There is corruption here as well, but we all have seen how they are dealing with their corrupt politicians. As soon as that person is caught, the court does not grant bail. Court here does not grant bail on corruption cases; you will be there until your case is over. But in Nigeria, somebody loots billions and our court grants him bail, allowing him the opportunity to go and destroy evidence when he is outside; he is given the opportunity to be able to reach higher authorities that will be working for him. Here, the reverse is the case; they do not allow bail for corruption. Nigeria will do very well if we can put ethnicity and religion behind us. Religion should be matter between man and God. It is not about population, but religion in Nigeria is being politicized. When we look at these people that call themselves religious people we find out that they are the worst people we have in the society, but they only using these for their own selfish interest, which is very bad for us.

They say Indonesia is a Muslim country, but you have seen things for yourself. Does it look like a Muslim country? They do everything together both Christians and Muslims; no segregation. That good mix has only helped them to develop that important relationship. They are relating well, much better than Nigerians do. Let us leave religion, give it a place that it belong to in the Nigerian society. Don't mix it with politics.

Government in Nigeria is everyday prophesying that Nigeria will be among the top 20 countries by the year 20-20. Do you think it is possible?

I hope so. My prayer is that it becomes possible but somebody should tell me how we could achieve that without electricity. The political will might be there but what we see on ground does not support that. You cannot do it without infrastructure. We don't even have road in Nigeria, electricity is epileptic, and how could somebody be dreaming so high? It is just a dream.

Let me come back to Indonesia, what does it take a Nigerian to be a citizen of this country?

What it takes a Nigerian is not different from what it could take other people. You are either married here then after the first 3 years you will be given another 5 years. After that if you wish you could apply for citizenship. It is either you are married here or you have a registered business.

If you have an opportunity to talk to young Nigerians wishing to come to Indonesia, how would you address them?

I will only ask them to come with a different mindset from the people we have here now. Let them have something legal in mind that would want to do. They should seek advice first either from the Indonesian embassy or from their peers here in Indonesia. They should drop the idea of hoping to come to do drugs or do 419 here.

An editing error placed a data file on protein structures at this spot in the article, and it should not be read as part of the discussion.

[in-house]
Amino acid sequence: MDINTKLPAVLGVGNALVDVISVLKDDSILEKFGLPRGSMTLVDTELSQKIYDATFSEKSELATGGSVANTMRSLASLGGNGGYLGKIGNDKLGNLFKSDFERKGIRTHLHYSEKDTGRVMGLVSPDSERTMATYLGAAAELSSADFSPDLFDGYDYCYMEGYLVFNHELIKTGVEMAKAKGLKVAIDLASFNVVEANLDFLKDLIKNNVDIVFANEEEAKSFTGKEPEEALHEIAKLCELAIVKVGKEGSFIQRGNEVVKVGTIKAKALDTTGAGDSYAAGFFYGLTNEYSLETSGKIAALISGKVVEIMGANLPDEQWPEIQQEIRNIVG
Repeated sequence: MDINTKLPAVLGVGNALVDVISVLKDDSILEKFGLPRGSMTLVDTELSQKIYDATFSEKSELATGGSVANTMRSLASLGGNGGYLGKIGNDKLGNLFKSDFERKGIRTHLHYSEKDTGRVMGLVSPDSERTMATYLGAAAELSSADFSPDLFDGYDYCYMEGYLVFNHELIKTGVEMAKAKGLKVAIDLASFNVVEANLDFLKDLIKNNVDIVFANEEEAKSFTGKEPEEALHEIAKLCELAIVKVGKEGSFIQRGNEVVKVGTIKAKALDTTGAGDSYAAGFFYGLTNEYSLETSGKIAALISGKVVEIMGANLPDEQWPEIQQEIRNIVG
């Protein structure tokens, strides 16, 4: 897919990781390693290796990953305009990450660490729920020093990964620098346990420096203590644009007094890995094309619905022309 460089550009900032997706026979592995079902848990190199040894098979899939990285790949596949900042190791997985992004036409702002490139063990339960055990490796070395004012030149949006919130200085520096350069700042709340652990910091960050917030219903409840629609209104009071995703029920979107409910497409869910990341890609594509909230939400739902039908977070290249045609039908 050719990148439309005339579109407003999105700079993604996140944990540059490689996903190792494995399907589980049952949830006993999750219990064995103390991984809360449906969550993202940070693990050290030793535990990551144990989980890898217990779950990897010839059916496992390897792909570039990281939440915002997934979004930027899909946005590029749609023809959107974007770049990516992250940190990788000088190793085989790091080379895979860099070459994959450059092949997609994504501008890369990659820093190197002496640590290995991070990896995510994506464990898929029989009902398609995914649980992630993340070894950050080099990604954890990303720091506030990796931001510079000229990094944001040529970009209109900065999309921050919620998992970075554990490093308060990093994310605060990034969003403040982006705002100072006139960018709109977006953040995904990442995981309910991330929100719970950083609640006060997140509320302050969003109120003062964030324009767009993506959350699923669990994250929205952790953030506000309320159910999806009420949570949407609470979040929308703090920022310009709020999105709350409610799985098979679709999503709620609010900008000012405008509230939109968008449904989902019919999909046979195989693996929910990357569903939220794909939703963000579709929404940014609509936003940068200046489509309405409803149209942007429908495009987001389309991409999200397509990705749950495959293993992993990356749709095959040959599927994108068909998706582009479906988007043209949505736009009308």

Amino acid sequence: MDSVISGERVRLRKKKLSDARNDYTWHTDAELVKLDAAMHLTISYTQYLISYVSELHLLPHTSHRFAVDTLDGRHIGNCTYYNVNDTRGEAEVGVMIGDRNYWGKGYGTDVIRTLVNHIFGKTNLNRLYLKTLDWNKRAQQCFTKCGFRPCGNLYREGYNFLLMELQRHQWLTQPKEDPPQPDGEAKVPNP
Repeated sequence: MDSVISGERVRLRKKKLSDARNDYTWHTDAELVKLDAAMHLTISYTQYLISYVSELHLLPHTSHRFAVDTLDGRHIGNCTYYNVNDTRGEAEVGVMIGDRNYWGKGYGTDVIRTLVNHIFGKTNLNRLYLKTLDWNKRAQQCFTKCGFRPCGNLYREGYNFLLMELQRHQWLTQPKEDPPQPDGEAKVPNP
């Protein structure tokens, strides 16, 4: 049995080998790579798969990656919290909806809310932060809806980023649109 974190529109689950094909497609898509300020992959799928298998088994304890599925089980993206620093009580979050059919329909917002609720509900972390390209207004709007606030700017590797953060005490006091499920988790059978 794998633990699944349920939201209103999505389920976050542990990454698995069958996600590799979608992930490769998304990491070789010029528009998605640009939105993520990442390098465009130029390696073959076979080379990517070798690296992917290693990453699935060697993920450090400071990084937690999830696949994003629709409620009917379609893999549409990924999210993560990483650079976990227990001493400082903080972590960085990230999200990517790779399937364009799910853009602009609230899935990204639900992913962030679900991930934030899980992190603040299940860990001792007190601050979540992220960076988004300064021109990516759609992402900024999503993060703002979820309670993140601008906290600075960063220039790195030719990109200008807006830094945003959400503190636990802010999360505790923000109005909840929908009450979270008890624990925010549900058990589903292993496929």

How is life generally here, especially for the poor?

I think it is much better here than in Nigeria because most of the times here, if you had the opportunity of staying longer in Indonesia you will find out how the banks deal with their citizens here. The banks give short loans to individuals, even roadside hawkers have the chance to obtain loan from banks. The government as well, is doing her best to provide job opportunities for the citizens. There is no government anywhere that shares money to its citizens; what citizens want are job opportunities, let them have something to do to provide for themselves.

The banks here are much better than the Nigerian banks. They are involved in every facet of development in this country. They are involved in the construction of roads and all infrastructures in the country even trading, agriculture and others. But I find it difficult to understand the kind of banking Nigerian banks are doing. Who are they banking? It is very difficult for anybody to access any loan in a Nigerian bank. I have not heard Nigerian bank getting involved in developing the country. I think they should have to devise better ways of helping grow the Nigerian economy.

There is something I have observed here. The poor of this country do not look abject as we see in Nigeria. I've seen some beggar, but they are not as wretched as what we see on the streets of Lagos…

There are poor people all over the world but we should remember that there are three basic things that a human being needs: food, clothing and shelter. If you have provided all these things, other ones are not serious issues. Here there is no poor person that does not eat three meals a day. Those beggars you see by the roadside, however small the place is, they have television there they watch 24 hours smiling away their sorrows. But a Nigerian that has everything in the house does not have electricity. What then keeps him happy? Even the poor people here are more nationalistic than our politicians in Nigeria.

May be because the poor here are not too ambitious…

How can they be so ambitious since government provides basic things they need? Have you seen excreta at the roadside? There is a market very close to this place, if it where to be in Lagos, everywhere here will be filled with excreta. But here, the toilets are there and water is running. So, their basic needs are being met.

How do you Nigerians cope with the cost of living here?

I think the cost of living here depends on the type of life you want to live. Indonesians are people who would want to live according to what they can afford. It is unlike in Nigeria where a cart-pusher will be dreaming of building a two-storey building. How can that person come by that? But here in Indonesia, even if you ask somebody to get involve in some business he or she will ask you 'how? I don't have the money!' Educate the people, not everybody will be a millionaire, but in Nigeria we think everybody must be a millionaire.

What is your call to Nigerian government?
My call to the Nigerian government is that they should wake up to the responsibilities of Nigerians, both home and abroad. We have a large number of Nigerians abroad and they should understand that allowing our youths to be roaming on the streets of other cities in the world is to the detriment of the country because it is the youth that develops a country. They should put things in place that will attract Nigerian youths abroad to back home.